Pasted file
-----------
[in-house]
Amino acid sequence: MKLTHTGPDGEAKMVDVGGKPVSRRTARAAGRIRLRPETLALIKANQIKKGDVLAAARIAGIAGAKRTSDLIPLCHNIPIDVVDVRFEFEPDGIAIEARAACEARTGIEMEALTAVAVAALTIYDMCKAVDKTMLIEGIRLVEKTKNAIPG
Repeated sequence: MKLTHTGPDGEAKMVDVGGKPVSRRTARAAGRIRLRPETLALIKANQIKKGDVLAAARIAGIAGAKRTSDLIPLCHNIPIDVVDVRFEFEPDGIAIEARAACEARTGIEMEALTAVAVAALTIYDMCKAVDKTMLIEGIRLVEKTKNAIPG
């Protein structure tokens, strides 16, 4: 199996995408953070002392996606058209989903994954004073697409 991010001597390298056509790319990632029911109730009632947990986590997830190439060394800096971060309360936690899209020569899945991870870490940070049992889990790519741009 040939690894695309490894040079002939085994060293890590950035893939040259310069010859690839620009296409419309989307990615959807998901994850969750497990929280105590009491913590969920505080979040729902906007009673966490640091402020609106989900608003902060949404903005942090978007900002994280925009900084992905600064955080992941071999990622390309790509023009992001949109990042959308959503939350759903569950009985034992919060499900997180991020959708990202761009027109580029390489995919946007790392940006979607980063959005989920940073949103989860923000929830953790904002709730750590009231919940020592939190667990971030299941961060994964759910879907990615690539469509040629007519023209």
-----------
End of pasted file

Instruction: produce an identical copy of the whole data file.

[in-house]
Amino acid sequence: MKLTHTGPDGEAKMVDVGGKPVSRRTARAAGRIRLRPETLALIKANQIKKGDVLAAARIAGIAGAKRTSDLIPLCHNIPIDVVDVRFEFEPDGIAIEARAACEARTGIEMEALTAVAVAALTIYDMCKAVDKTMLIEGIRLVEKTKNAIPG
Repeated sequence: MKLTHTGPDGEAKMVDVGGKPVSRRTARAAGRIRLRPETLALIKANQIKKGDVLAAARIAGIAGAKRTSDLIPLCHNIPIDVVDVRFEFEPDGIAIEARAACEARTGIEMEALTAVAVAALTIYDMCKAVDKTMLIEGIRLVEKTKNAIPG
């Protein structure tokens, strides 16, 4: 199996995408953070002392996606058209989903994954004073697409 991010001597390298056509790319990632029911109730009632947990986590997830190439060394800096971060309360936690899209020569899945991870870490940070049992889990790519741009 040939690894695309490894040079002939085994060293890590950035893939040259310069010859690839620009296409419309989307990615959807998901994850969750497990929280105590009491913590969920505080979040729902906007009673966490640091402020609106989900608003902060949404903005942090978007900002994280925009900084992905600064955080992941071999990622390309790509023009992001949109990042959308959503939350759903569950009985034992919060499900997180991020959708990202761009027109580029390489995919946007790392940006979607980063959005989920940073949103989860923000929830953790904002709730750590009231919940020592939190667990971030299941961060994964759910879907990615690539469509040629007519023209």